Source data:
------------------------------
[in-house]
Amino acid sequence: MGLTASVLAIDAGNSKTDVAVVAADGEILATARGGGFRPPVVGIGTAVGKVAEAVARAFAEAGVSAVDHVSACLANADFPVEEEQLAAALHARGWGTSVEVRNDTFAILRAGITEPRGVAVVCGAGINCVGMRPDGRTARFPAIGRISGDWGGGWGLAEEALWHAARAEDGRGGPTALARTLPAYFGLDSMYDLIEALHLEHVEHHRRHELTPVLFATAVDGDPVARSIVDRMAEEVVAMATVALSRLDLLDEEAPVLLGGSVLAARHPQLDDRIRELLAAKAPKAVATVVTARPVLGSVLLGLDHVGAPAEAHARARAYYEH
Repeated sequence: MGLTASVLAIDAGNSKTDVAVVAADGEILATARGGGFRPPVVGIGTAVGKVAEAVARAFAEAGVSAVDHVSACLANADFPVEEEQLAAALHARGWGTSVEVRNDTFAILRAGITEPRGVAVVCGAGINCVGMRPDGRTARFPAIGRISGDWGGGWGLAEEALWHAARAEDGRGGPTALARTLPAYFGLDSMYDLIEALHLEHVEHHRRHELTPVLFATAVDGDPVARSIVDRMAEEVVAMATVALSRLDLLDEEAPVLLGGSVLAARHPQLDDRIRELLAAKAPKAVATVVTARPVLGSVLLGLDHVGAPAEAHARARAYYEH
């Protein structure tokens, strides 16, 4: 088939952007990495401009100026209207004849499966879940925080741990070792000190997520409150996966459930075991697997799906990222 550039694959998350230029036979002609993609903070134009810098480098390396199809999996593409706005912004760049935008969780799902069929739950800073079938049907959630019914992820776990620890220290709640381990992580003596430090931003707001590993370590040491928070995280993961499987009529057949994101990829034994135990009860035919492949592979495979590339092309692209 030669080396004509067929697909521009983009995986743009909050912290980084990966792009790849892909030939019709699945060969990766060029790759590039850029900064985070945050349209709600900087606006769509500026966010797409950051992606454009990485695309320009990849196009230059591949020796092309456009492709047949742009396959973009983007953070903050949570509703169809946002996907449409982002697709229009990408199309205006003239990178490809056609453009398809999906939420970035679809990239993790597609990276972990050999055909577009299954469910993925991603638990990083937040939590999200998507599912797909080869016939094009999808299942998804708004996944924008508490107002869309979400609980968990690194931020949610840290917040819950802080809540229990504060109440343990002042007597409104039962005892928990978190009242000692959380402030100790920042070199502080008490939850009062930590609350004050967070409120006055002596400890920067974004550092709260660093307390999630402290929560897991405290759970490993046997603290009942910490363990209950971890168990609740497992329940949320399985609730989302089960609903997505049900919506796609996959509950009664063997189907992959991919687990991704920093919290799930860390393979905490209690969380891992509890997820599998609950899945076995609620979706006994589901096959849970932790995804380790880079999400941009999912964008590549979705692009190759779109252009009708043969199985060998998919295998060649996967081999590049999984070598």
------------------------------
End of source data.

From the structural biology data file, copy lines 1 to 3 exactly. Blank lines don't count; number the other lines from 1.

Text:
[in-house]
Amino acid sequence: MGLTASVLAIDAGNSKTDVAVVAADGEILATARGGGFRPPVVGIGTAVGKVAEAVARAFAEAGVSAVDHVSACLANADFPVEEEQLAAALHARGWGTSVEVRNDTFAILRAGITEPRGVAVVCGAGINCVGMRPDGRTARFPAIGRISGDWGGGWGLAEEALWHAARAEDGRGGPTALARTLPAYFGLDSMYDLIEALHLEHVEHHRRHELTPVLFATAVDGDPVARSIVDRMAEEVVAMATVALSRLDLLDEEAPVLLGGSVLAARHPQLDDRIRELLAAKAPKAVATVVTARPVLGSVLLGLDHVGAPAEAHARARAYYEH
Repeated sequence: MGLTASVLAIDAGNSKTDVAVVAADGEILATARGGGFRPPVVGIGTAVGKVAEAVARAFAEAGVSAVDHVSACLANADFPVEEEQLAAALHARGWGTSVEVRNDTFAILRAGITEPRGVAVVCGAGINCVGMRPDGRTARFPAIGRISGDWGGGWGLAEEALWHAARAEDGRGGPTALARTLPAYFGLDSMYDLIEALHLEHVEHHRRHELTPVLFATAVDGDPVARSIVDRMAEEVVAMATVALSRLDLLDEEAPVLLGGSVLAARHPQLDDRIRELLAAKAPKAVATVVTARPVLGSVLLGLDHVGAPAEAHARARAYYEH